Article: article from journal or magazin.
Gender and attachment representations in the preschool years: comparisons between five countries
Journal of Cross-Cultural Psychology
Bowlby proposed that the individual's social experiences, as early as in infancy, contribute to the construction of Internal Working Models (IWMs) of attachment, which will later guide the individual's expectations and behaviors in close relationships all along his or her life. The qualitative, individual characteristics of these models reflect the specificity of the individual's early experiences with attachment figures. The attachment literature globally shows that the qualities of IWMs are neither gender specific nor cultural specific. Procedures to evaluate IWMs in adulthood have been well established, based on narrative accounts of childhood experiences. Narrative procedures at earlier ages (e.g., in the preschool years) have been proposed, such as Bretherton's Attachment Story Completion Task (ASCT), to evaluate attachment representations. More than 500 ASCT narratives of preschoolers, coming from five different countries, have been collected, in the perspective of examining possible interactions between gender and culture regarding attachment representations. A specific Q-Sort coding procedure (CCH) has been used to evaluate several dimensions of the narratives. Girls' narratives appeared as systematically more secure than those of same-age boys, whatever their culture. The magnitude of gender differences, however, varied between countries. Taylor's model of gender-specific responses to stress and Harwood's and Posada's hypothesis on inter-cultural differences regarding caregiving are evoked to understand the differences across gender and countries.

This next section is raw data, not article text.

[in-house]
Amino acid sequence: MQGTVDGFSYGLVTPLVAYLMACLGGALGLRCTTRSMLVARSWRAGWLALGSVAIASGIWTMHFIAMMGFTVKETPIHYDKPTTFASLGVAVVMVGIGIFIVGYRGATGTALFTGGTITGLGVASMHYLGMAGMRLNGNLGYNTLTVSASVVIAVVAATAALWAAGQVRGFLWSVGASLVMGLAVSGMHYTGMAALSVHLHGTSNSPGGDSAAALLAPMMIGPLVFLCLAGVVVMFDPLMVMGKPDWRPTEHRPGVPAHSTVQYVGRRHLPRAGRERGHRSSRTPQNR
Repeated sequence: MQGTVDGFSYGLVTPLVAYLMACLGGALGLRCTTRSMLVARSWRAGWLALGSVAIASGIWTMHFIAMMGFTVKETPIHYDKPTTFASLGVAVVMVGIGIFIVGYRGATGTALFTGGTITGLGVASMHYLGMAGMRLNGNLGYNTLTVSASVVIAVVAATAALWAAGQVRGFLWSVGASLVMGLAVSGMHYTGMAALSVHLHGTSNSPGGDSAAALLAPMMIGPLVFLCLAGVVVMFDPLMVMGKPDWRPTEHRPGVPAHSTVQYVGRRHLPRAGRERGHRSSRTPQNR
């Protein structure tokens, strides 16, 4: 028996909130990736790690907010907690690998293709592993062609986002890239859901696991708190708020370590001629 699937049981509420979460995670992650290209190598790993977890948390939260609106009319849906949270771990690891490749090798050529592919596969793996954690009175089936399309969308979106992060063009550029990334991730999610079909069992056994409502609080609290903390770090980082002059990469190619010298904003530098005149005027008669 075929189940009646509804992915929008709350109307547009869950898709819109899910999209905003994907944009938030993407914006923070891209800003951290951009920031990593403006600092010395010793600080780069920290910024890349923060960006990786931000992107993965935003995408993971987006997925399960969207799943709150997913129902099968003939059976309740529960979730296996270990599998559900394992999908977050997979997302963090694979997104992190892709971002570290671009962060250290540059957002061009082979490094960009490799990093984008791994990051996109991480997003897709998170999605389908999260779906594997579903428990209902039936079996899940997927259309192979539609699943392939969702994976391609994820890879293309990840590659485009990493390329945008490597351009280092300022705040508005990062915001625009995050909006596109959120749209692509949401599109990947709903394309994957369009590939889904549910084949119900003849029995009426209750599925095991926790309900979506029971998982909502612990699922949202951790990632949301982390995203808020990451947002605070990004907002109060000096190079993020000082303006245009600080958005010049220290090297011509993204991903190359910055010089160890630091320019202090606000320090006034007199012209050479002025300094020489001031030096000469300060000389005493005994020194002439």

attachment , gender , culture , children
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